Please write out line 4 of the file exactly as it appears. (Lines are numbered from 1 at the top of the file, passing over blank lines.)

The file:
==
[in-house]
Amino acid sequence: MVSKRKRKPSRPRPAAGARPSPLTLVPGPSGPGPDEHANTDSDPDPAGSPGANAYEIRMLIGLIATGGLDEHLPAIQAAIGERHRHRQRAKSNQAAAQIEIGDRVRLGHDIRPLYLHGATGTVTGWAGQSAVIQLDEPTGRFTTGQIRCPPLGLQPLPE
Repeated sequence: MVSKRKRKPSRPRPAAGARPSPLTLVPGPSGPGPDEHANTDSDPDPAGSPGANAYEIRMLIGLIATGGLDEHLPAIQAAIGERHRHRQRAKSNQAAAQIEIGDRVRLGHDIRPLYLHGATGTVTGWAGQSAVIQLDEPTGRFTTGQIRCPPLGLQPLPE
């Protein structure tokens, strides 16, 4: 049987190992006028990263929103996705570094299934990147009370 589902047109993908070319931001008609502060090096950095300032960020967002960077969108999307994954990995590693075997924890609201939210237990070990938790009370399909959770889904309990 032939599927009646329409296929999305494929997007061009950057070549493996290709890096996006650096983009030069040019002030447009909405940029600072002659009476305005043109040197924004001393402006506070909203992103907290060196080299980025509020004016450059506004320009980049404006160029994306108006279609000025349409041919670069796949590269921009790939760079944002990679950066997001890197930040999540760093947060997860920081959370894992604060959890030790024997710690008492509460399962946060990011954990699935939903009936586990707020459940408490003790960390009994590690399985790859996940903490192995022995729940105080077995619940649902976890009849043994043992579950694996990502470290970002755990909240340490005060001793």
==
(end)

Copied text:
């Protein structure tokens, strides 16, 4: 049987190992006028990263929103996705570094299934990147009370 589902047109993908070319931001008609502060090096950095300032960020967002960077969108999307994954990995590693075997924890609201939210237990070990938790009370399909959770889904309990 032939599927009646329409296929999305494929997007061009950057070549493996290709890096996006650096983009030069040019002030447009909405940029600072002659009476305005043109040197924004001393402006506070909203992103907290060196080299980025509020004016450059506004320009980049404006160029994306108006279609000025349409041919670069796949590269921009790939760079944002990679950066997001890197930040999540760093947060997860920081959370894992604060959890030790024997710690008492509460399962946060990011954990699935939903009936586990707020459940408490003790960390009994590690399985790859996940903490192995022995729940105080077995619940649902976890009849043994043992579950694996990502470290970002755990909240340490005060001793």